Below are the critical passages pertaining to the controversy over Pielke.
Working Group II AR5:
- “Economic growth, including greater concentrations of people and wealth in periled areas and rising insurance penetration, is the most important driver of increasing losses.” (AR5 10.7.3)
- “Apart from detection, loss trends have not been conclusively attributed to anthropogenic climate change; most such claims are not based on scientific attribution methods.” (AR5 10.7.3)
- “…increased probabilities of upward shifted accumulated loss [from tropical cyclones] might be detectable by 2025 at earliest, whereas a significant loss trend might emerge much later (Emanuel, 2011); (Crompton et al., 2011).” (AR5 10.7.3)
- “The observed rise in US normalized insured flood losses (Barthel and Neumayer, 2012) may partly correspond to very likely increased heavy precipitation events in central North America (WG1-188.8.131.52), while the evidence for climate driven changes in river floods is not compelling (WG1-184.108.40.206)” (AR5 10.7.3)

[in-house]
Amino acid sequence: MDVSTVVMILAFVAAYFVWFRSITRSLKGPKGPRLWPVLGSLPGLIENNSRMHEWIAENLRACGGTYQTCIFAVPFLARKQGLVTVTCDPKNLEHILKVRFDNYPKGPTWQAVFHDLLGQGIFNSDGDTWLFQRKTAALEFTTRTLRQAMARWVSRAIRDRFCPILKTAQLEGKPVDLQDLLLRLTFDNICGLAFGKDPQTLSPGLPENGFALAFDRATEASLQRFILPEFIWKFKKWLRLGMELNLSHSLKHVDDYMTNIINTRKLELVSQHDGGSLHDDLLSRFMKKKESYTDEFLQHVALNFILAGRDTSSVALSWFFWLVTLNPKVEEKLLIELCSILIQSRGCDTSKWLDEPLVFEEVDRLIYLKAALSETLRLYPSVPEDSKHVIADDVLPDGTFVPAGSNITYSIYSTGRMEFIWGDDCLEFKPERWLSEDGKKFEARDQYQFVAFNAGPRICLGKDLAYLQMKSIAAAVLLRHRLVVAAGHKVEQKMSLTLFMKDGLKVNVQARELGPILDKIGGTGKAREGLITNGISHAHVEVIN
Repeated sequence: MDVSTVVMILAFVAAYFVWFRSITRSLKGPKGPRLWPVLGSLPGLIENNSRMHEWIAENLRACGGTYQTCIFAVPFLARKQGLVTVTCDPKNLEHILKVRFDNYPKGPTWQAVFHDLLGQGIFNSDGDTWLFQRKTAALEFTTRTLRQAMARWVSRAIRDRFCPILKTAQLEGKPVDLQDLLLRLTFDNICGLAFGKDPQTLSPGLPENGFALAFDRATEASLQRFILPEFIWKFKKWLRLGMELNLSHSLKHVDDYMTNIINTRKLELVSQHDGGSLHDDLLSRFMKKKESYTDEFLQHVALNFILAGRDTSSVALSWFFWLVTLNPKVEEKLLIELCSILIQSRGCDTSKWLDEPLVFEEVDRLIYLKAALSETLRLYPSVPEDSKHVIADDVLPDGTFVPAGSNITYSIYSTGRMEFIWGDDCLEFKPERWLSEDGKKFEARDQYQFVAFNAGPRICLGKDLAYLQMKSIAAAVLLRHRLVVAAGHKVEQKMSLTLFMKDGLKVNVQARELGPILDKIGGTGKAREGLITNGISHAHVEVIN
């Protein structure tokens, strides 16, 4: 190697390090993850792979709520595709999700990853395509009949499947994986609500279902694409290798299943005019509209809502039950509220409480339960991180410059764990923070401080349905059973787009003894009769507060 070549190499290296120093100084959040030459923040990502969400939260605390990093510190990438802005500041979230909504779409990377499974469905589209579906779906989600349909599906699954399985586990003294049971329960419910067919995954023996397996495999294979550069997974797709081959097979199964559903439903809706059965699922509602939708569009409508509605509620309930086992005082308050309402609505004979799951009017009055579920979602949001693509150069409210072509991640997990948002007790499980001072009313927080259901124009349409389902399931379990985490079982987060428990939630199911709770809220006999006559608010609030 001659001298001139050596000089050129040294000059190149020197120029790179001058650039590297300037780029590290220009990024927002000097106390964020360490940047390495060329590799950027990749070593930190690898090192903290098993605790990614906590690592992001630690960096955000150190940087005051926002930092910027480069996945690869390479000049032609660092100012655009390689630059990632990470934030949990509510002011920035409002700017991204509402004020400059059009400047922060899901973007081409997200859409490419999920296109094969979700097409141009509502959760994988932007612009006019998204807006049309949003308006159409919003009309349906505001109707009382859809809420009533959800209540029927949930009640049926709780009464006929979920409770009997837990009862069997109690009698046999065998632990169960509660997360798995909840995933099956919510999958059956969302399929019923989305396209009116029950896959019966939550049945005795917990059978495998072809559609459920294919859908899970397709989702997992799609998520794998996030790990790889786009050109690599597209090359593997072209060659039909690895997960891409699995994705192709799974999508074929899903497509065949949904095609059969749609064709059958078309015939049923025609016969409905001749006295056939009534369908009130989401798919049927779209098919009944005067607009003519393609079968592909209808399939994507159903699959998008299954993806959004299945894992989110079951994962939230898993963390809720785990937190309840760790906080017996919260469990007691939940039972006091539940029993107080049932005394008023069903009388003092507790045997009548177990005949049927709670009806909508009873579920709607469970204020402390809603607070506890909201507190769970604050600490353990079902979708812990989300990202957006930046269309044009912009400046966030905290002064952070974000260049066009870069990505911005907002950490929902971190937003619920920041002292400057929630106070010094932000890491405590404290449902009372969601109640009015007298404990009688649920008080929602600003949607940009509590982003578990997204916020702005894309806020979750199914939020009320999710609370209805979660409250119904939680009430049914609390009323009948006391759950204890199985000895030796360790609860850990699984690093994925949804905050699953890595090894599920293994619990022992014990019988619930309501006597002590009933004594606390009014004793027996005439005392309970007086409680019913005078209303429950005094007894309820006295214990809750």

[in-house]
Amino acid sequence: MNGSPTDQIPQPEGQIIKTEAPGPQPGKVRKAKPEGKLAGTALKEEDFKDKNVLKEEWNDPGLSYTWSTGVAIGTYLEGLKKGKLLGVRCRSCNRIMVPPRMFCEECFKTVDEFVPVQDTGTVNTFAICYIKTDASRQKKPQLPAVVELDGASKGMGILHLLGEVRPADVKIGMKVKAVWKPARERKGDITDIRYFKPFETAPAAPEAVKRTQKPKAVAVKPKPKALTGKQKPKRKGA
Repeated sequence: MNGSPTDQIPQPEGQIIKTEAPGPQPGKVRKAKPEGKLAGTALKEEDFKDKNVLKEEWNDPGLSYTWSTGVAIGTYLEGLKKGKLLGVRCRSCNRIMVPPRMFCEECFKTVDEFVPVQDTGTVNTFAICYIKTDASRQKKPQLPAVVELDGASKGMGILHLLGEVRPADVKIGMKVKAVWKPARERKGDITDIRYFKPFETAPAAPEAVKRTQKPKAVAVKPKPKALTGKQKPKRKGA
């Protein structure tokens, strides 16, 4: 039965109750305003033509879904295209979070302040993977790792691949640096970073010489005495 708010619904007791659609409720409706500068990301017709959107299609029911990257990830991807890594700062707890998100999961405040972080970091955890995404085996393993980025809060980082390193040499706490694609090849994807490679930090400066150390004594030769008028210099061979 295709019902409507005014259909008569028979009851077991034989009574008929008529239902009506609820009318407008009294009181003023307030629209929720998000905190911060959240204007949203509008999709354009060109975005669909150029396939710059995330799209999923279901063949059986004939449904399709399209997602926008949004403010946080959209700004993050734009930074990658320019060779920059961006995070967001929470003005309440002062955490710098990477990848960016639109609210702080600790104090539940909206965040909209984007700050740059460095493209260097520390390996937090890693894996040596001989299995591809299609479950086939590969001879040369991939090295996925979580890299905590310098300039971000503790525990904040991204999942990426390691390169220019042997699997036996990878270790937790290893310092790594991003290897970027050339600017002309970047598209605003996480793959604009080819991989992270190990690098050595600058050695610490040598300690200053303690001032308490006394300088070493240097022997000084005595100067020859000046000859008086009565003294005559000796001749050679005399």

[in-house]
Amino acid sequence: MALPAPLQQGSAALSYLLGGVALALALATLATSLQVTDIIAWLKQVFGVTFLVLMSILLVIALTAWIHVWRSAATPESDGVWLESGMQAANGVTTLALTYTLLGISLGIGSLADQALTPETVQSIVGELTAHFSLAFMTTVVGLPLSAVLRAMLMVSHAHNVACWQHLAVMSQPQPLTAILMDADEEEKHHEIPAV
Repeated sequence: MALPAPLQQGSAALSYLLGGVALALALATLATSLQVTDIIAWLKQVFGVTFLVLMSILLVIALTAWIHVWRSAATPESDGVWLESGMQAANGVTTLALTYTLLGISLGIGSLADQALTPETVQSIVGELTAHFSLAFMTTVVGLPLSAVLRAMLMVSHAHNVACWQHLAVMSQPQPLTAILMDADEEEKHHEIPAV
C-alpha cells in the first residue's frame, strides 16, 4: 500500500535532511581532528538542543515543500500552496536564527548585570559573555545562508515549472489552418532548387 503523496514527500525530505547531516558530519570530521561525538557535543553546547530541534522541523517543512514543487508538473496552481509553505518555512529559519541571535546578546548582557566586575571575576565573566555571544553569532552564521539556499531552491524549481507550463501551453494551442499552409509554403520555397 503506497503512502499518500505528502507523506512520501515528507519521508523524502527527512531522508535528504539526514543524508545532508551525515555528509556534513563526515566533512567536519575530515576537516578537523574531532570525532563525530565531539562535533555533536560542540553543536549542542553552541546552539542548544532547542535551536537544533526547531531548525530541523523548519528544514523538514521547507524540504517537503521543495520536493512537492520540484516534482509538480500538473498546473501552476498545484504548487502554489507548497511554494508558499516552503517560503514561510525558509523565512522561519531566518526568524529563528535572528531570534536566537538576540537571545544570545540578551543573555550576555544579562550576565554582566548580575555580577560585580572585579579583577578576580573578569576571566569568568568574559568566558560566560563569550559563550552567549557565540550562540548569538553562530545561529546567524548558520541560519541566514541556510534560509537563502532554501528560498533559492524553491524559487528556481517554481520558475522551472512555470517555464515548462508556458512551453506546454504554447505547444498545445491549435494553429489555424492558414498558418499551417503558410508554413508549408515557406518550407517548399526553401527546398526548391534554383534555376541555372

- “Most studies of long-term disaster loss records attribute these increases in losses to increasing exposure of people and assets in at-risk areas (Miller et al., 2008; Bouwer, 2011), and to underlying societal trends – demographic, economic, political, and social – that shape vulnerability to impacts (Pielke Jr. et al., 2005; Bouwer et al., 2007). Some authors suggest that a (natural or anthropogenic) climate change signal can be found in the records of disaster losses (e.g., Mills, 2005; Höppe and Grimm, 2009), but their work is in the nature of reviews and commentary rather than empirical research.” (SREX 220.127.116.11)